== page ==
Science and Technology Innovation Program
The Wilson Center's Project on Emerging Nanotechnologies released a report by one of the country's foremost authorities on environmental research and policy, J. Clarence Davies, which examines the strengths and weaknesses of the current regulatory framework for nanotechnology and calls for a new approach to nanotechnology oversight.
Tell a friend you are buying them a nanotechnology gift for the holidays, and visions of Star Trek collectables or geeky electronic toys may start to dance in their heads. But nanotechnology gifts can include everything from silver nanoparticle enhanced food storage containers to to fleece jackets and gloves from the Lands' End™ catalog—with Nano-Tex® Resists Static treatment.
The number of consumer products using nanotechnology has more than doubled in the 14 months since the Project on Emerging Nanotechnologies launched the world's first online inventory of manufacturer-identified nanotech goods in March 2006.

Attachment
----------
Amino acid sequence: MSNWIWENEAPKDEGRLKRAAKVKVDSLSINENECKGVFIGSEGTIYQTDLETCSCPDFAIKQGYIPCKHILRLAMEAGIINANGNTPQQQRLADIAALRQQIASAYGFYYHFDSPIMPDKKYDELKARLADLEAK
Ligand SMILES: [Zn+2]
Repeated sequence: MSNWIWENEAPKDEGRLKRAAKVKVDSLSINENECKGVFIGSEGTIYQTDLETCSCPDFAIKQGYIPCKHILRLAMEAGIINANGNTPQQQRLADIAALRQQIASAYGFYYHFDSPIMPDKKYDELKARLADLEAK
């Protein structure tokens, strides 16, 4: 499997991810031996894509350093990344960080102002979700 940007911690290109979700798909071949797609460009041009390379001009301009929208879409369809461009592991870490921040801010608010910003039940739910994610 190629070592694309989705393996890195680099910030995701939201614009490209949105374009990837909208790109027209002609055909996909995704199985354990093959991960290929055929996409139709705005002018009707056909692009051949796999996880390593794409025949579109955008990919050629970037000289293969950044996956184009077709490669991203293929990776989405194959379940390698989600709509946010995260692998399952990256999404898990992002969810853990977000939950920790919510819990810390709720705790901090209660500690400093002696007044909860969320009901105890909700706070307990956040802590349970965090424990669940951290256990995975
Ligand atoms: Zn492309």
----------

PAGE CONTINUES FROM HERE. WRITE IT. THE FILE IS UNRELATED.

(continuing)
Imagine, for a moment, a world that is rapidly changing along three dimensions: Structure: a shift from hierarchies to networks; Ownership: transitions from proprietary to open-source models; and Exchange: a movement from classic markets and commodities to a gift or contribution economy. For public policymakers, this emerging zone creates opportunities to craft next generation policy, leadership, and management strategies that can work on the edge of change.
From August 20 to 25, 2008, Peter D. Hart Research Associates conducted a nationwide survey among 1,003 adults about awareness of and attitudes toward both nanotechnology and synthetic biology. Nearly nine in 10 Americans say they have heard just a little or nothing at all about synthetic biology, according to this 2008 report summarizing the survey findings.